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News & Publications: March 8, 1994

This article originally appeared in USA Today, March 8, 1994.

By Rosalynn Carter and Betty Ford

Health-care reformers need to think twice before bargaining away full coverage for mental-health and substance-abuse treatment. In the eyes of the public, these are not simply expendable extras.

A national poll released Monday reveals a new direction in public attitudes - away from some of the old stigmas that resulted in insurance coverage and health care that discriminated against people with mental-illness or substance-abuse problems.

Most of the voters surveyed believe everyone should have the same access to mental-health and substance-abuse services as they have to physical-health care. Sixty-two percent agree with the statement, "Mental-health and substance-abuse treatment should be covered to the same extent as physical treatment under national health-care reform."

They reject the predetermined, arbitrary limits on the number of treatments and the high co-payments for mental health and substance abuse that threaten to make their way into health-care reform. Voters believe decisions about access to care should be made by a health-care professional, not by a government bureaucrat or an insurance company.

These views are enormously encouraging to those of us who have been struggling to erase the stereotypes and misunderstandings that have surrounded mental illness and substance abuse for generations. For too long, these serious health problems have been burdened with judgmental and erroneous assumptions - that they are merely personal weaknesses, for example, or that they can be willed away.

As our knowledge and understanding have grown, these stereotypes have yielded to more enlightened views. We now know: Mental illness and substance abuse are definable and treatable, sometimes with higher efficacy rates than for some physical illnesses. And our knowledge of the brain and the relationship between mind and body have grown remarkably.

Justification for treating mental illness and substance abuse differently from physical illness is crumbling. That's as it should be. Intolerance ought not to be the excuse for sentencing millions of suffering adults and children to a lower standard of care.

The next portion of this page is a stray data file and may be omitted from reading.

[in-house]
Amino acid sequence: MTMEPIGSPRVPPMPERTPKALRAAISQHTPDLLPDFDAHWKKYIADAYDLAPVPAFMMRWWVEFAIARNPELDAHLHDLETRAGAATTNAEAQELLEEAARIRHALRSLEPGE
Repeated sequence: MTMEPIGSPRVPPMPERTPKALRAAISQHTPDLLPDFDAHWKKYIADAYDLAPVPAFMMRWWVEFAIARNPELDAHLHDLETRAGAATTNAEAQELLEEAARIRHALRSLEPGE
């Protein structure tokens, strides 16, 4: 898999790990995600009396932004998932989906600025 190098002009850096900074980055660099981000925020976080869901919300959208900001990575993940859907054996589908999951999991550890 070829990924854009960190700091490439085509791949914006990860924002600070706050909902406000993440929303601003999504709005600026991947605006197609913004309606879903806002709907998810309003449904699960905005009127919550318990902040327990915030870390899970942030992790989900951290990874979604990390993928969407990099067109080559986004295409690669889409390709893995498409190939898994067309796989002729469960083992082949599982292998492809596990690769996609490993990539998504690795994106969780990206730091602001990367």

The magnitude of these problems, and the pain they inflict, has spurred the two of us to join forces. We are united in an effort to highlight the need for a comprehensive mental-health and substance-abuse benefit as part of the final health-care reform package. We want to be sure it is not regarded simply as something to be traded away in the congressional turf battles that loom. We think elected officials should be aware that including mental-health and substance-abuse coverage in the final reform package elicits more, not less, public support for health-care reform.

With the flaws in the current health-care system foremost on people's minds, we have an unprecedented opportunity to build on the public's knowledge of mental-health and substance-abuse problems. What a tragedy it would be if this moment, and this momentum, were lost.

There are still many miles to go before mental-health and substance-abuse problems are completely freed from the myths surrounding them. But as we begin to discuss mental illness and substance abuse more openly, and as science continues to probe their causes and cures, they are gradually being recognized for what they are: serious health problems too often ignored at a great price to individuals and to society.

This is one case where the voters are ahead of their leaders, and policymakers should be listening to those voters. It would be a terrible and costly mistake if old prejudices were cemented in national policy because elected officials erroneously believed the public was not prepared to address them.

Let's not back down on a fight we might be winning.

Betty Ford is president of the board of the Betty Ford Center, Rancho Mirage, Calif.; Rosalynn Carter is chair of the Mental Health Task Force at the Carter Center, Atlanta.

Mental-health support (graphic)

Does including mental-health coverage make you more or less likely to support health-care reform?

Responses in a poll done for the Bazelon Center for Mental Health Law:
More likely 39%
No difference 20%
Less likely 16%
Don't know 24%

Require individuals to pay 50% treatment cost:
Oppose 58%
Favor 31%
Don't know 11%

Limit mental-health hospital coverage to 30 days a year:

Oppose 63%
Favor 27%
Don't know 10%

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